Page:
Language – An Expression of Culture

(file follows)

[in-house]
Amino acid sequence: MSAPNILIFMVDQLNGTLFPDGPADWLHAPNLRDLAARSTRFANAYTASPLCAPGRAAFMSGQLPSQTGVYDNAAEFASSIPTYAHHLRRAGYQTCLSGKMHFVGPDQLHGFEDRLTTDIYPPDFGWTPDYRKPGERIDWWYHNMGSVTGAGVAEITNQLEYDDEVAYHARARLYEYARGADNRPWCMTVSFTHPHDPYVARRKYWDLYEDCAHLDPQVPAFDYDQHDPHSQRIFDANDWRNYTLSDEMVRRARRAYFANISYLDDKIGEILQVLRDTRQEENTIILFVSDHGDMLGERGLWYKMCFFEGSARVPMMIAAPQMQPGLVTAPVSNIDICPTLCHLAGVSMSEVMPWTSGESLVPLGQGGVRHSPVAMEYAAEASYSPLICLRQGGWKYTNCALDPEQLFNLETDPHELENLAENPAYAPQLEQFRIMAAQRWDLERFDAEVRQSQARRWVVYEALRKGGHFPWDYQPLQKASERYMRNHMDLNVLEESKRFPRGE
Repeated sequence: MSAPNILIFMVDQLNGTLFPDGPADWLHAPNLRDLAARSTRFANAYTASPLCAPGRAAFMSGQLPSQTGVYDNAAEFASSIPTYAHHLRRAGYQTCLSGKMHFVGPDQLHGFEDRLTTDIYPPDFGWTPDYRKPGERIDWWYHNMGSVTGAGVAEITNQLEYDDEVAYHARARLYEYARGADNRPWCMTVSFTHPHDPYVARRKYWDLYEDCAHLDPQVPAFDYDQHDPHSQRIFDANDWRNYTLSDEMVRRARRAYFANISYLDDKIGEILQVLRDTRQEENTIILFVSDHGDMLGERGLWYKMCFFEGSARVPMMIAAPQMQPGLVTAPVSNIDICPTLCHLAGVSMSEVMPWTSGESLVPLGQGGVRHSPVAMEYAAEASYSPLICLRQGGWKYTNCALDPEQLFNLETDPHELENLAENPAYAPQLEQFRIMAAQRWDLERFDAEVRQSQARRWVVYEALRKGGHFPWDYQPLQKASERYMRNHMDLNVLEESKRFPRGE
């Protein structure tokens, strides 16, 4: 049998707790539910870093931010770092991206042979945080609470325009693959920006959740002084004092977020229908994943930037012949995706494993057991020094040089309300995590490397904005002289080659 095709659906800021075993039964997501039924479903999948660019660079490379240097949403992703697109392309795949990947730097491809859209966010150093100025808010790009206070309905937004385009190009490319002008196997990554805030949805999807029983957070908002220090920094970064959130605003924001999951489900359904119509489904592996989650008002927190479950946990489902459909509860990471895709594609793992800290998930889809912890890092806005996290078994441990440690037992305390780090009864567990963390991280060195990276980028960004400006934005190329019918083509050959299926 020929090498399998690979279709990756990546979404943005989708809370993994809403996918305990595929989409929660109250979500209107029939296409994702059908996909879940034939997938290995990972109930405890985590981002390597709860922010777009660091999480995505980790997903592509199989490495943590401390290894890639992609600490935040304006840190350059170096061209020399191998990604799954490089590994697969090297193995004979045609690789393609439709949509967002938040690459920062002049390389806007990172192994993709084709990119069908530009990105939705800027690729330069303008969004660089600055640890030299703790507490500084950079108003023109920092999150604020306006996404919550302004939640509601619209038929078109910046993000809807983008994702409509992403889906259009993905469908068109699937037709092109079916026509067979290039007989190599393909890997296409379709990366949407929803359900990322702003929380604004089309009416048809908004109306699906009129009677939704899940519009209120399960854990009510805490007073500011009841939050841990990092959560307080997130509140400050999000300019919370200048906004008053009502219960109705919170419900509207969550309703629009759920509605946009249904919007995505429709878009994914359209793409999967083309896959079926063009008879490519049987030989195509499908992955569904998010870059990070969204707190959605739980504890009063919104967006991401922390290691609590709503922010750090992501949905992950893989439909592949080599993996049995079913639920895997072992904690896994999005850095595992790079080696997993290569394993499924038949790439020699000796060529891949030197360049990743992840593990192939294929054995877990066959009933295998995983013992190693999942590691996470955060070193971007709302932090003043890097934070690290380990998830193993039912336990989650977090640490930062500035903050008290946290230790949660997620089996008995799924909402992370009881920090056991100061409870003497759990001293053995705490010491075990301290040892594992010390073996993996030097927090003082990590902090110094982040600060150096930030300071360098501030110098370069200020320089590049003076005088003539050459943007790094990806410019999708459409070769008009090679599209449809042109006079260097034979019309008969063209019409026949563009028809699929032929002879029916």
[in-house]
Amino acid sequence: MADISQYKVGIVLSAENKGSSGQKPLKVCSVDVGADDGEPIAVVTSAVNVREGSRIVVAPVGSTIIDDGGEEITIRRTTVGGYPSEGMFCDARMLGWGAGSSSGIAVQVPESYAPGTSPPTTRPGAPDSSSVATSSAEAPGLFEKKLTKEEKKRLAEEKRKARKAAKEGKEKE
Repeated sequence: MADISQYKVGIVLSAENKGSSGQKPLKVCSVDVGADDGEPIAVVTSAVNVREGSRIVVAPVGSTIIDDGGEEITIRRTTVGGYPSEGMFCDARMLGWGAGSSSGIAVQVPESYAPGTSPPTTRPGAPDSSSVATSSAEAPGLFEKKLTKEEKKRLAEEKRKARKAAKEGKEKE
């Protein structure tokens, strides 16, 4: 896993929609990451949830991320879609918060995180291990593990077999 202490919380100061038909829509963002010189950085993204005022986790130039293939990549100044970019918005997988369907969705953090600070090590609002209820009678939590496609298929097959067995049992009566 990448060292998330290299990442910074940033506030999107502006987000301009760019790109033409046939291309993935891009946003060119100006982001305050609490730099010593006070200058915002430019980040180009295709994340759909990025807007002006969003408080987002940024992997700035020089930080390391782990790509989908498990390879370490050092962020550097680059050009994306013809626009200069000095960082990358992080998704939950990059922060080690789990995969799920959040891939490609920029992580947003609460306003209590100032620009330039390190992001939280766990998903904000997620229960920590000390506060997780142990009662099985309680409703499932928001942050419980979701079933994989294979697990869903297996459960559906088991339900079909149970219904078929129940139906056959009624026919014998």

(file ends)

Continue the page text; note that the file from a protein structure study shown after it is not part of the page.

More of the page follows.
It is apparent from the sociolinguistic study and research of past couple of centuries that there is a fascinating and complex relationship between the language spoken by members of a social group and its culture. One commonly held belief is that the culture of a speaker is reflected in his or her speech. The accent, vocabulary, style of speaking and structure of arguments identify a speaker as a member to a certain cultural group or society. This particular notion of language and cultural relationship today, is usually associated with the linguists Sapir and his student Benjamin Lee Whorf and this proposition is widely known as Linguistic Relativity or Sapir – Whorf Hypothesis. Sapir (1889 – 1939) believed that language and culture are inextricably linked with one another. Thus the understanding of culture is not possible without knowledge of its language and vice versa. Whorf (1897 - 1941) carried Sapir’s idea further adding that different speakers will experience the world differently because the languages they speak are different structurally. Together their views on the interdependency of language and culture came to be known as Sapir – Whorf Hypothesis. A similar proposition about the language culture relationship was also put forward by 19th century German scholars like Johann Herder (1744 – 1835) and Humboldt (1762 – 1835), who believed that different people speak differently because they think differently, and they think differently because their language offers different ways of expressing world around them. These theories regarding linguistic relativity however have been argued and scrutinized by many linguists and scholars. As Claire Kramsch (1998) notes that if taken seriously the Sapir – Whorf Hypothesis is equivalent to say that we are prisoners of language which many scholars and scientific community see as unacceptable. Pinker (1994) also questions the authenticity of Whorfian claims regarding them as...
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